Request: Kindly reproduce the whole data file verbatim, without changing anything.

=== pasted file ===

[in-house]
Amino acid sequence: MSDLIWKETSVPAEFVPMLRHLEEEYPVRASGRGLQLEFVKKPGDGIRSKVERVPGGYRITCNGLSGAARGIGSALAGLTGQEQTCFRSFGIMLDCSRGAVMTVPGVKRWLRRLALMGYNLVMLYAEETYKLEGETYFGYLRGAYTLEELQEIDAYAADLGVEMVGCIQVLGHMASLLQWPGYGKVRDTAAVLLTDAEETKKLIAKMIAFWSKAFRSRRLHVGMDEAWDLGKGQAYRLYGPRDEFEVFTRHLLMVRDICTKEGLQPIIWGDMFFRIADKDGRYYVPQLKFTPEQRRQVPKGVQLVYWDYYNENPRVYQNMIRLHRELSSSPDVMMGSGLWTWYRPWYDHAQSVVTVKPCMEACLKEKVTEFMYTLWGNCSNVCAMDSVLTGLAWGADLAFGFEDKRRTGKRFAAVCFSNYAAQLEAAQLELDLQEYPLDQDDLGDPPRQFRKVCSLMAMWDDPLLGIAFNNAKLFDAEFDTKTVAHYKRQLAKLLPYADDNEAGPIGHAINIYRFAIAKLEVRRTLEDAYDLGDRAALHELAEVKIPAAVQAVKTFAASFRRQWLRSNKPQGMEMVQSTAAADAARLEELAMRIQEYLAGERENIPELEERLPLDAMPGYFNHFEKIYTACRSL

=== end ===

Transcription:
[in-house]
Amino acid sequence: MSDLIWKETSVPAEFVPMLRHLEEEYPVRASGRGLQLEFVKKPGDGIRSKVERVPGGYRITCNGLSGAARGIGSALAGLTGQEQTCFRSFGIMLDCSRGAVMTVPGVKRWLRRLALMGYNLVMLYAEETYKLEGETYFGYLRGAYTLEELQEIDAYAADLGVEMVGCIQVLGHMASLLQWPGYGKVRDTAAVLLTDAEETKKLIAKMIAFWSKAFRSRRLHVGMDEAWDLGKGQAYRLYGPRDEFEVFTRHLLMVRDICTKEGLQPIIWGDMFFRIADKDGRYYVPQLKFTPEQRRQVPKGVQLVYWDYYNENPRVYQNMIRLHRELSSSPDVMMGSGLWTWYRPWYDHAQSVVTVKPCMEACLKEKVTEFMYTLWGNCSNVCAMDSVLTGLAWGADLAFGFEDKRRTGKRFAAVCFSNYAAQLEAAQLELDLQEYPLDQDDLGDPPRQFRKVCSLMAMWDDPLLGIAFNNAKLFDAEFDTKTVAHYKRQLAKLLPYADDNEAGPIGHAINIYRFAIAKLEVRRTLEDAYDLGDRAALHELAEVKIPAAVQAVKTFAASFRRQWLRSNKPQGMEMVQSTAAADAARLEELAMRIQEYLAGERENIPELEERLPLDAMPGYFNHFEKIYTACRSL